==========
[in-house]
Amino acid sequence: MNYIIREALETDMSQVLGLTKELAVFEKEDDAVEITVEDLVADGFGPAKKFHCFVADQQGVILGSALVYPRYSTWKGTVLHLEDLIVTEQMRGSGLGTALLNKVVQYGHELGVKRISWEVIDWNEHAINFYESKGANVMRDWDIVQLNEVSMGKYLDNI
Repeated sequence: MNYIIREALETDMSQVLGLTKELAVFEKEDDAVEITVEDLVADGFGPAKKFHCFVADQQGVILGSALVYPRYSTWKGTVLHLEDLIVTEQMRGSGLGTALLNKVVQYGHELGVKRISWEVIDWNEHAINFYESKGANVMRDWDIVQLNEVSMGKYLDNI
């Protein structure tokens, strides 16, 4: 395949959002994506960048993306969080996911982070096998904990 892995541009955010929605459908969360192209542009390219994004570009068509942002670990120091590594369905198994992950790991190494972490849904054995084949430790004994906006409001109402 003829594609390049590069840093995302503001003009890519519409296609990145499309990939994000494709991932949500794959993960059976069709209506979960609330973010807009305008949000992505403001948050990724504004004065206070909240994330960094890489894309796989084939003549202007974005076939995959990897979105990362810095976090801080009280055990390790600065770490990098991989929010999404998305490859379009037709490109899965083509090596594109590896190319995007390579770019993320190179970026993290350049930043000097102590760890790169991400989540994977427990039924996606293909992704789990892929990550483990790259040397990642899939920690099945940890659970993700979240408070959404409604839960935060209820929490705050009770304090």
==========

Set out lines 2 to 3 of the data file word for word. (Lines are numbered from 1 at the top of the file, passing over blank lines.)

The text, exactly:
Amino acid sequence: MNYIIREALETDMSQVLGLTKELAVFEKEDDAVEITVEDLVADGFGPAKKFHCFVADQQGVILGSALVYPRYSTWKGTVLHLEDLIVTEQMRGSGLGTALLNKVVQYGHELGVKRISWEVIDWNEHAINFYESKGANVMRDWDIVQLNEVSMGKYLDNI
Repeated sequence: MNYIIREALETDMSQVLGLTKELAVFEKEDDAVEITVEDLVADGFGPAKKFHCFVADQQGVILGSALVYPRYSTWKGTVLHLEDLIVTEQMRGSGLGTALLNKVVQYGHELGVKRISWEVIDWNEHAINFYESKGANVMRDWDIVQLNEVSMGKYLDNI